Happiness - and doing what you love - is more important than politicians think, said study author Helliwell. He rated his personal happiness a 9 on a 1-to-10 scale.

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CRITICAL THINKING QUESTION
Why does happiness rise and fall?
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COMMENTS (30)
  • nickh2-nes
    3/30/2017 - 10:53 a.m.

    It rises from the amount of money someone has and it falls when people start to lose money then they lose everything which is their happiness

  • amirahd-
    3/30/2017 - 01:01 p.m.

    i love flowers

  • anastasiag-kut
    3/30/2017 - 05:38 p.m.

    Wow!!! Its so sad that the Americans happiness is going down. I wonder why that our happiness ratings are going down.

  • lellanor-dav
    3/30/2017 - 09:52 p.m.

    In response to "Norway tops list of who's happy," I agree that happiness rises and falls. One reason I agree is that when states go down in a nation's ranking they find them self less happy. It says in the article,"The United States was 14th in the latest ranking. That is down from No. 13 last year. Over the years, Americans steadily have been rating themselves less happy." Another reason is that research shows the way some states life and rank that happiness score. It says in the article."...she sees in the American rural areas. She said her research shows poor whites have a deeper lack of hope, which she connects to rises in addictions to painkillers and suicide among that group." A third reason some people do what they love and that ranks them high on the scale. In the article it says,"Happiness - and doing what you love - is more important than politicians think, said study author Helliwell. He rated his personal happiness a 9 on a 1-to-10 scale." Even though people may say different, I think happiness does rise and fall.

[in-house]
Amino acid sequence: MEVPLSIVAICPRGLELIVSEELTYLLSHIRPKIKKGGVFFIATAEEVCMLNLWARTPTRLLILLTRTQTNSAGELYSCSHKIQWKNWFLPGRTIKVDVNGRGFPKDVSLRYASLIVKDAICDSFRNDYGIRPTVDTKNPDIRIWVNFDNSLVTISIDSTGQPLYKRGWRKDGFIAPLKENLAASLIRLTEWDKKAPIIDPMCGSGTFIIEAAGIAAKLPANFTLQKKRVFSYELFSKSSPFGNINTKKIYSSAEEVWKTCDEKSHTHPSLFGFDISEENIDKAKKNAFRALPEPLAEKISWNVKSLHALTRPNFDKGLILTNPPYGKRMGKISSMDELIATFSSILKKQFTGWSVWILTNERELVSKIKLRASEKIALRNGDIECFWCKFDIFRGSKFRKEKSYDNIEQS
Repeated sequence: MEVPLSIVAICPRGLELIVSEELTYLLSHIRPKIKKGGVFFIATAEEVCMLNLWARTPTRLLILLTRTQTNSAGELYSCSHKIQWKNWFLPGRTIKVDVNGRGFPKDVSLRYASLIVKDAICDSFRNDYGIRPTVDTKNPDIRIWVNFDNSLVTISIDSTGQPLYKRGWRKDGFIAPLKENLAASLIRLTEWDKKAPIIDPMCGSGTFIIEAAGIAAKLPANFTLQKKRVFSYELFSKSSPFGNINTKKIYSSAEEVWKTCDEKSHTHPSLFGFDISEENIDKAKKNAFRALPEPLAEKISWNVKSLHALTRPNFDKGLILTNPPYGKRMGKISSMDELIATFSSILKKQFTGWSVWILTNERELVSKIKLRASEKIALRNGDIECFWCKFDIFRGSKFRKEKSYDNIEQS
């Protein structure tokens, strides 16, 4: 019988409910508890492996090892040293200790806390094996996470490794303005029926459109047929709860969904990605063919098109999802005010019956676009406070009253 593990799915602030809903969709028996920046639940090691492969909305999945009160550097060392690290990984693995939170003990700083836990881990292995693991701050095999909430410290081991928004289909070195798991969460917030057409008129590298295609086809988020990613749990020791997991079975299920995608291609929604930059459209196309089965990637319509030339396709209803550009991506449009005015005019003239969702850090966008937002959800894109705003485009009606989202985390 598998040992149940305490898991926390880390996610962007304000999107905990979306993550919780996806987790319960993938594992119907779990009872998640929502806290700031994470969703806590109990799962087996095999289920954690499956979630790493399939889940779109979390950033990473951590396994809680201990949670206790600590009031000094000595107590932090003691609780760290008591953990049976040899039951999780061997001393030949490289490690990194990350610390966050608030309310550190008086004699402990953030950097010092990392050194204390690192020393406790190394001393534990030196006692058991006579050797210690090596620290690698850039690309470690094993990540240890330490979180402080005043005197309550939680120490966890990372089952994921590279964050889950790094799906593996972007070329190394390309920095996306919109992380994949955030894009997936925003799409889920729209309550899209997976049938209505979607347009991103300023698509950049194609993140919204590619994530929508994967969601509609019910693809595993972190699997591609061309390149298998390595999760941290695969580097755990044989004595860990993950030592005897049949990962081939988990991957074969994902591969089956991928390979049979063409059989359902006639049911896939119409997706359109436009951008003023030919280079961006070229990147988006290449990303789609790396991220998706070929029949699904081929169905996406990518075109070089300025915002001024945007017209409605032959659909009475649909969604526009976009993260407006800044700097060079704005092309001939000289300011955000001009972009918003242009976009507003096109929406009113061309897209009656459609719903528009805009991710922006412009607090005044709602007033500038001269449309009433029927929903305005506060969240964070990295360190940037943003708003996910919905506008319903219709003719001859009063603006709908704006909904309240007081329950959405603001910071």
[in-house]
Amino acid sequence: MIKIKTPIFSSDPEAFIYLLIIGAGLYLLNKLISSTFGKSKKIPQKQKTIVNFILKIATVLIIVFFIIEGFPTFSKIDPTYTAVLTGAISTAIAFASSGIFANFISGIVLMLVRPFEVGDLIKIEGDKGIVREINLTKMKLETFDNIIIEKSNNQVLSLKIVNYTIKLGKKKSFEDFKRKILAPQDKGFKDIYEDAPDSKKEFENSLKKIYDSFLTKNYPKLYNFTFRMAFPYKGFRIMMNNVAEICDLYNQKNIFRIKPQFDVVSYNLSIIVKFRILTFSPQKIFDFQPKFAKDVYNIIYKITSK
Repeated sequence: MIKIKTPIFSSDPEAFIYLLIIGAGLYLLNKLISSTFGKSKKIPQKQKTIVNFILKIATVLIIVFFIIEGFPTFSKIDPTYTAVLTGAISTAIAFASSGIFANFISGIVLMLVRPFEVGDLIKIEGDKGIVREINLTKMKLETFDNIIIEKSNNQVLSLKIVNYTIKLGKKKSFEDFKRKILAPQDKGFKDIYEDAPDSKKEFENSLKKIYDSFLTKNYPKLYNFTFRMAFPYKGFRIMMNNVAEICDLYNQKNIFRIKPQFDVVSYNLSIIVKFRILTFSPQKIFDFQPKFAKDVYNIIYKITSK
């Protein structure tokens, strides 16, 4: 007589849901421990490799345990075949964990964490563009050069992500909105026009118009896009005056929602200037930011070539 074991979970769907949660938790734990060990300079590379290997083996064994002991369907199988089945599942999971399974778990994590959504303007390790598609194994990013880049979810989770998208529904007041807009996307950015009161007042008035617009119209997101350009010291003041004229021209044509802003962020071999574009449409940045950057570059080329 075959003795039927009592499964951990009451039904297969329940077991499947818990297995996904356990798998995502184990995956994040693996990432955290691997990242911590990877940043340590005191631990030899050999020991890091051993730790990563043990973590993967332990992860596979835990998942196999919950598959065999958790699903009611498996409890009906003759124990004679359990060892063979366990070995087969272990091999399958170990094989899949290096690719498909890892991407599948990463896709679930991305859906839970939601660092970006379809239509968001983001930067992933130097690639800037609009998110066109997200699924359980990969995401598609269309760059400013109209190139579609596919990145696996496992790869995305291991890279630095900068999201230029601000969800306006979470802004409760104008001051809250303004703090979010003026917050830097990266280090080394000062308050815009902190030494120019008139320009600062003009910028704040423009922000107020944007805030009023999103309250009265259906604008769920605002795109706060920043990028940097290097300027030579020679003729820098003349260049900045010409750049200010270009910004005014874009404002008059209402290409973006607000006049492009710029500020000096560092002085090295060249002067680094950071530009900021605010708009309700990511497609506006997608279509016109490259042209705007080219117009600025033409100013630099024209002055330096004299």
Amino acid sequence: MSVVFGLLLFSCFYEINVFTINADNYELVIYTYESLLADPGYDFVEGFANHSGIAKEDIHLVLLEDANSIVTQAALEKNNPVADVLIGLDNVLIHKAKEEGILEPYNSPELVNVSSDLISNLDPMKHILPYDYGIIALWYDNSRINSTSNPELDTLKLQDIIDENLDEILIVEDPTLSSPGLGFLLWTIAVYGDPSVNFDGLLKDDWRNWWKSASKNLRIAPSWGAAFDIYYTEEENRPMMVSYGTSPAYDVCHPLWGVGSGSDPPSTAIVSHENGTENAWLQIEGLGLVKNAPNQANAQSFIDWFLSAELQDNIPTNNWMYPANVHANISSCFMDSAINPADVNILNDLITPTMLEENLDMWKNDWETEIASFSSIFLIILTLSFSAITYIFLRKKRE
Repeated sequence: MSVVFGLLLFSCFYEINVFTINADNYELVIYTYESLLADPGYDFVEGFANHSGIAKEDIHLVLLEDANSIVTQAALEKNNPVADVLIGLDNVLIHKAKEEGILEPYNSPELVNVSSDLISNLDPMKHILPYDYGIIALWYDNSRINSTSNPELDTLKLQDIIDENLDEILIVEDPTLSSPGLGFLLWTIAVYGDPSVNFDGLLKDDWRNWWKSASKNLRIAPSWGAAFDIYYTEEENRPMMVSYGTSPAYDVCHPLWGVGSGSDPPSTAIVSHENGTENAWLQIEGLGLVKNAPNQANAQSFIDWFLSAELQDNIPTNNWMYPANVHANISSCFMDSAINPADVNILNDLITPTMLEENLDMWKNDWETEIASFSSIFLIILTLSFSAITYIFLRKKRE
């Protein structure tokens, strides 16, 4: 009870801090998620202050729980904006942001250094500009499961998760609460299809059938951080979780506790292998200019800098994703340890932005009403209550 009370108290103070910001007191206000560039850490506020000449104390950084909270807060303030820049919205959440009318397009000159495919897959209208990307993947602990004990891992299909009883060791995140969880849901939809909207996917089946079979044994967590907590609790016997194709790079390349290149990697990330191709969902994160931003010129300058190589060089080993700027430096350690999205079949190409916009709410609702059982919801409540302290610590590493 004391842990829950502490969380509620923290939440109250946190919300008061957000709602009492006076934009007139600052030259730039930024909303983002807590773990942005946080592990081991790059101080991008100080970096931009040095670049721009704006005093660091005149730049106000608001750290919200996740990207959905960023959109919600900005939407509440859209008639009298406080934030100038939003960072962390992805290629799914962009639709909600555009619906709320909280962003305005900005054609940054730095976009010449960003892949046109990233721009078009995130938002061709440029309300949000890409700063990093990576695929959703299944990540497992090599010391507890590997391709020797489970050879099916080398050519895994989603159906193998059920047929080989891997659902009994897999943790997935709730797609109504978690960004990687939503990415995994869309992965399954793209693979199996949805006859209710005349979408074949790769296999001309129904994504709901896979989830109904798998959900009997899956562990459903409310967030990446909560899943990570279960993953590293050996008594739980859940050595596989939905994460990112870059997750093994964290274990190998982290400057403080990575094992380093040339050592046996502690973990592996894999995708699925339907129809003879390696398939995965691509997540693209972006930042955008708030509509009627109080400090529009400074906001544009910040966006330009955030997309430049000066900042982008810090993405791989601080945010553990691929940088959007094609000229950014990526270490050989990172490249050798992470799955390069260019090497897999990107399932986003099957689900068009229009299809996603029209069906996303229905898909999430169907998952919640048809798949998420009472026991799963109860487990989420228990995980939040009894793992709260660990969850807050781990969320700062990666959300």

• komala-jac
      3/31/2017 - 06:24 p.m.

      I agree to you, lellanor. The happiness rate isn't just falling out because of money, but other things. I think that doing what you love will make you especially happy. To conclude, I think happiness matters about your life, including your friends and family.

  • daltons1-ste
    4/03/2017 - 09:08 a.m.

    It's nice that despite the fall in oil prices Norwegians are extremely happy anyway. It is however sad that American's income keeps rising and happiness declines. This is terrible that Americans are like this.

  • sterlingt-
    4/04/2017 - 08:34 a.m.

    why did it hold for the 13th year from when it was first made and first brought up from the begging and how did is last that log before it ended because it cant make nobody happy

  • christied-pay
    4/04/2017 - 08:59 a.m.

    Happiness rises and falls based on the sense of community. With a corrupt government and countries desperate in poverty, money isn't one of the factors that bring happiness."The United States was 14th in the latest ranking. That is down from No. 13 last year. Over the years, Americans steadily have been rating themselves less happy." Another reason is that research shows the way some states life and rank that happiness score. It says in the article."...she sees in the American rural areas. She said her research shows poor whites have a deeper lack of hope, which she connects to rises in addictions to painkillers and suicide among that group." A third reason some people do what they love and that ranks them high on the scale. In the article it says,"Happiness - and doing what you love - is more important than politicians think, said study author Helliwell. He rated his personal happiness a 9 on a 1-to-10 scale." Even though people may say different, I think happiness does rise and fall.

  • brettb-pla
    4/04/2017 - 11:12 a.m.

    I think studying a country based on its happiness is a pretty bad idea. Happiness is not a very quantitative concept, and drawing conclusions based off of it is a very bad idea. Happiness is in the eyes of the beholder, and culture can accept the concept of happiness differently.

    It is interesting to see that the US is 13th on the list. Although we are well off, it could be our more stressful culture bringing us down.

  • joeg-orv
    4/04/2017 - 02:44 p.m.

    I think Norwegians are happy because they are able to do what makes them happy. There aren't very many other countries that have this quality.